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Publication numberUS2724303 A
Publication typeGrant
Publication dateNov 22, 1955
Filing dateMar 29, 1950
Priority dateMar 29, 1950
Publication numberUS 2724303 A, US 2724303A, US-A-2724303, US2724303 A, US2724303A
InventorsRobert L Holcomb
Original AssigneeRobert L Holcomb
Export CitationBiBTeX, EndNote, RefMan
External Links: USPTO, USPTO Assignment, Espacenet
Driver fastener having coating of elastic insulating material
US 2724303 A
Abstract  available in
Images(1)
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Claims  available in
Description  (OCR text may contain errors)

Nov. 22, 1955 R. L. HOLCOMB 2,724,303

DRIVER FASTENER HAVING COATING OF ELASTIC INSULATING MATERIAL Filed March 29, 1950 111 [I I/I A IN VEN TOR.

EBB-E121" L.HDLEDMB i TTORNEY United States Patent DRIVER FASTENER HAVING COATING OF ELASTIC INSULATING MATERIAL Robert L. Holcomb, Fairfield, Conn.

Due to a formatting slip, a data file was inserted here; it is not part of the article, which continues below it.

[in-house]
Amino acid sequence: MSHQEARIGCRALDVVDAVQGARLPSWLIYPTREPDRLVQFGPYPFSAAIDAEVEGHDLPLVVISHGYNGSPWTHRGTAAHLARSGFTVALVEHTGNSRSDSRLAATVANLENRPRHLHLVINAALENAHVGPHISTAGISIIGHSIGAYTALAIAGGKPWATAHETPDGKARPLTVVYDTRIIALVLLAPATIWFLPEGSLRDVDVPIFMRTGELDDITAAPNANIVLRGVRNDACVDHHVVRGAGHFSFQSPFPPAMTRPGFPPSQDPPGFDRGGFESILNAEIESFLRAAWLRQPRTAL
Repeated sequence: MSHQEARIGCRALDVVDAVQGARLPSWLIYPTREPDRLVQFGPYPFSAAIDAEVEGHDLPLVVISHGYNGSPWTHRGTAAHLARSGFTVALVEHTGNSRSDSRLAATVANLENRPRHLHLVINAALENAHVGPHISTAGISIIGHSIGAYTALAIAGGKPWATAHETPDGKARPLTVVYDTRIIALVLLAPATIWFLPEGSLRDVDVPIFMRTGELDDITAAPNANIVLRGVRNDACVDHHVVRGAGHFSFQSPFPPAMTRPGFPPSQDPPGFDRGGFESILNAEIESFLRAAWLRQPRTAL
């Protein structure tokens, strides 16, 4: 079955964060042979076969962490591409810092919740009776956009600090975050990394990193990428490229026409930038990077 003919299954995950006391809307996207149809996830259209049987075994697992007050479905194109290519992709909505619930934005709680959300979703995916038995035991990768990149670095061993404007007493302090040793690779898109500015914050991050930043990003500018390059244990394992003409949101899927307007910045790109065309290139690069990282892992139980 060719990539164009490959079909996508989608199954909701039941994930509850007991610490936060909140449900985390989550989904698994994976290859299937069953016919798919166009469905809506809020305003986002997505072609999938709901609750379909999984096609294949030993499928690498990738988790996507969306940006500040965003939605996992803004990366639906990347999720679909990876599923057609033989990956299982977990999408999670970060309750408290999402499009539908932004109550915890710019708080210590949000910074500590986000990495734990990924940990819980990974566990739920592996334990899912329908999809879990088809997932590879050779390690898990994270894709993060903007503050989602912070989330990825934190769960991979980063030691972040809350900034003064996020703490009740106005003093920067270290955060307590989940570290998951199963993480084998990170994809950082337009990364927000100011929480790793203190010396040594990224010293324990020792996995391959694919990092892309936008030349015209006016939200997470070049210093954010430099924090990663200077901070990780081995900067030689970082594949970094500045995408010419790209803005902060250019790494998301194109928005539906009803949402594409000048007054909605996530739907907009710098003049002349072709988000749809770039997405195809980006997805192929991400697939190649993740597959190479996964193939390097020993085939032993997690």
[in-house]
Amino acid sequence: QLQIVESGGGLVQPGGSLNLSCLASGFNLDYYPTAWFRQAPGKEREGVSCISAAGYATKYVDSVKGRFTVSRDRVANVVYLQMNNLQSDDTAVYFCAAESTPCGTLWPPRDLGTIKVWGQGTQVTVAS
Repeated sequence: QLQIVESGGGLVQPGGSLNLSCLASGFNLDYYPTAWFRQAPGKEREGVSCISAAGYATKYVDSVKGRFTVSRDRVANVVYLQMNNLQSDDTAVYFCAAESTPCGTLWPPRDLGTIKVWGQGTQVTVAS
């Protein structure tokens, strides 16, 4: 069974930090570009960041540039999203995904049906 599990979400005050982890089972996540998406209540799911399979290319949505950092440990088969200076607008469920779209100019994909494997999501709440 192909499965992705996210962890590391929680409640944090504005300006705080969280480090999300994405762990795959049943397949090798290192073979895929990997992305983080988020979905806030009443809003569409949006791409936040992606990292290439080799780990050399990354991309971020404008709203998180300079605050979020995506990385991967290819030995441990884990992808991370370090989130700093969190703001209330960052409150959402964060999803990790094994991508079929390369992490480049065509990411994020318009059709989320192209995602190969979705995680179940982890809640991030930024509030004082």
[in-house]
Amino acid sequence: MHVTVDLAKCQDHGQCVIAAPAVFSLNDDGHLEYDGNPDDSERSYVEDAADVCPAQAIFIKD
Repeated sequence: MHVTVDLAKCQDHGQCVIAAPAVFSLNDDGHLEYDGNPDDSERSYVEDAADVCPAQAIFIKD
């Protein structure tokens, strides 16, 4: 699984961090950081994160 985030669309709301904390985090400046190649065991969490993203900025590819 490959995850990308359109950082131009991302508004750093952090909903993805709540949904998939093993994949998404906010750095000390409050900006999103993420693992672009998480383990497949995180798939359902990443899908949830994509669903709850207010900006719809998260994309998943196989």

Application March 29, 1950, Serial No. 152,624

1 Claim. .(Cl.85--10) Thisinvention relates to'new and useful improvements in fasteners or" various types as nails, screws,etc.

An object of the invention is to provide a fastener havin'g'on the shank thereof a coating adapted to peel back along the shank of the fastener as such'shank is driven into an object whereby when the fastener is driven, the material comprising the cc-atin'gis concentrated about that portion of the shank immediately under thefastener head and provides a seal between the'fastener head and the object into or-through which the fastener shank has been driven and also forms a seal between the shank and the hole'formed by the latter as it is driven.

Another object is to provide a fastener as stated and wherein the mentioned coating comprises an elastomer whereby thesame will maintain an effective seal under varying temperature conditions leading to'expansion and contraction'of the object into or'through which thefastener shank is driven.

Another object is to provide a fastener having the characteristics indicated and wherein the peeled back coating material is a dielectric and serves not only as a water and moisture seal under the head of the fastener and about the shank, where it penetrates an object, but will also provide an electrical insulator between the fastener head and the portion'of the shank adjacent the fastener head and a metal sheathing or the like through which the fastener has been driven.